The trailer also hints at the sharp satirical tone that underlines the film. 

The key to Shaiwal's writing is that does not say things flatly. It uses strange phrases and nuances that add to the robust, rustic language of Jharkhand and Bihar. It is a homage to that. Not just the key characters, but every character speaks in an impactful manner. The only thing I can say about the writing is that it leaves you speechless.

How did your interaction with Rajen Kothari begin?

He was handling cinematography in my second film, Samar (1999), directed by Shyam Benegal. I knew him from back then. He is like a saint. There are few people like him in the industry. Perhaps God liked him too much, but he would have been so happy today to see the film be released. The film won the Best Film Award at the Jagran Film Festival, and he departed.

His cinematography and eye for lighting are instantly recognisable. What was he like as a director? 

He was like a father and friend. He had those two qualities. How to explain a scene, and how to get an actor to do it was something that came easily to him. He never forced me to adopt a style to do a scene. He would tell me, 'Show me how you are doing it.' And 99% of the time, he accepted my choice. He created a design and a blueprint for the story, with every character in its individual spot. Within that spot, he gave us complete freedom.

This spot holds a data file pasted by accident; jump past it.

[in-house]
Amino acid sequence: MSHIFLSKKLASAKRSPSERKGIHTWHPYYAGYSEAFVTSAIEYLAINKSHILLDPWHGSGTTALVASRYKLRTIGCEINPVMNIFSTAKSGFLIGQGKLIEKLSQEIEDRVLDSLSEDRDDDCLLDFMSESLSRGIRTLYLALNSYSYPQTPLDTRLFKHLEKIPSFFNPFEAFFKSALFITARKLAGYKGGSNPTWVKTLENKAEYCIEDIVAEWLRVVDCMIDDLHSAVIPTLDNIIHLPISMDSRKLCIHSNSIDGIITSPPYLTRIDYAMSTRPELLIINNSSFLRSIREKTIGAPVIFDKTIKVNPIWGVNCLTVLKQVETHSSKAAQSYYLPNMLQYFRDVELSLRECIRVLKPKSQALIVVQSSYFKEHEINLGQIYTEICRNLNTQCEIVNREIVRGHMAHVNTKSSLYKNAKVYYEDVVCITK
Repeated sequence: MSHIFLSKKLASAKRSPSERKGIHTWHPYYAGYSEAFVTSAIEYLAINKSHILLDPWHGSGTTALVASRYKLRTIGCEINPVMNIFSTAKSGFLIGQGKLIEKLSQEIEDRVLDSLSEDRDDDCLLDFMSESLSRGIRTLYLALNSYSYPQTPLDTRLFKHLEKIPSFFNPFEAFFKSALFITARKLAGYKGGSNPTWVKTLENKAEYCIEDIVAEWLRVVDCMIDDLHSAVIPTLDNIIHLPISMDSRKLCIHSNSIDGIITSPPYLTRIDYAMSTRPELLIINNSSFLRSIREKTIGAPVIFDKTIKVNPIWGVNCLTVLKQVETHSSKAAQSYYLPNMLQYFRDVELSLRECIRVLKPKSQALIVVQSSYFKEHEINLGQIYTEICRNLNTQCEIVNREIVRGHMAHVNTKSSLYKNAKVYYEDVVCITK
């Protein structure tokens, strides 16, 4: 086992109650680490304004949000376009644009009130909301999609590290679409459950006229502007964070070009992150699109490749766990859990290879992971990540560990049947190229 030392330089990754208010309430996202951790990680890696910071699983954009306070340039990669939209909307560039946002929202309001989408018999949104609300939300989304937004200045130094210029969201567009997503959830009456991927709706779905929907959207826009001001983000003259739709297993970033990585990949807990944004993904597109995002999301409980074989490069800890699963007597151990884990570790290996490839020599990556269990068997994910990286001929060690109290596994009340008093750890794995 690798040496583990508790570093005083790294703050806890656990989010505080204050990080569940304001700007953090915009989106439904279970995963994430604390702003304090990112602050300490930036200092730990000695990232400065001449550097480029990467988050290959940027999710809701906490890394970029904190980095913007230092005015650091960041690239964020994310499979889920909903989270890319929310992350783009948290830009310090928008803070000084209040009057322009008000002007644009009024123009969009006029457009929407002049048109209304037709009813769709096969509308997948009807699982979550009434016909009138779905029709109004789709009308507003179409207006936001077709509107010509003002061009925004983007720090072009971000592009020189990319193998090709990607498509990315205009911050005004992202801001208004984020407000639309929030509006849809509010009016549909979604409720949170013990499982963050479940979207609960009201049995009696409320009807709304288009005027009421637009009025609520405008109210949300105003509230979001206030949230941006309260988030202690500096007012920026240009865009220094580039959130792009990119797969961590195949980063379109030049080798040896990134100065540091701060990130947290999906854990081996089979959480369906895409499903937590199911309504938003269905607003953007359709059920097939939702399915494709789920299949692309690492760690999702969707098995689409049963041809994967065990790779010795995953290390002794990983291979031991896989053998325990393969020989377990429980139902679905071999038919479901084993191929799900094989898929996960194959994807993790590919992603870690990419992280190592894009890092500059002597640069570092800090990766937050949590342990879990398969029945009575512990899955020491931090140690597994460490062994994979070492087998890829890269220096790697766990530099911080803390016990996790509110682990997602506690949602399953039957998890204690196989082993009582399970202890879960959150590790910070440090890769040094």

He had explained that world to us, and how the characters interact. We had all been mentally prepared for it. All that was left to us was to understand the character's experience and inhabit it. As time goes by, I realise how much that helped. If I were to do the character now, I would probably do it better. As you grow with life experiences, you understand the character's struggles. As art becomes life, so life becomes art, isn't it?

It must be a bittersweet experience to see the film being released after so many years, but with so many people no longer with us.

Yes, devastatingly so. Such content is often difficult to release. Distributors are often unwilling to buy such content, let alone pay the money that has been spent in making it. It is a great difficulty. I would like to thank Pratik (Rajen Kothari's son), who has worked so hard to get this film released. It was because of his constant efforts that it is finally available for audiences to see.

It has been a strange year. How are you getting through these times? What else are you looking forward to? 

I have done a couple of web-series and films. I am looking forward to Yash Raj Films' Bunty Aur Babli 2, and another film by Victor that I am working on.

Weren't you also directing a film? 

I am, and we were in post-production when the lockdown struck. Now, we have slowly been completing the film. We should be ready in a month. It is a musical based on the life of Haryanvi poet and folk artist, Pandit Lakhmi Chand. The film is named Dada Lakhmi - The Musical Journey of Lakhmi Chand. The plan is to prepare for a release in March or April when theatres will open. Otherwise, OTT is one way. But we are looking at a March-April release date.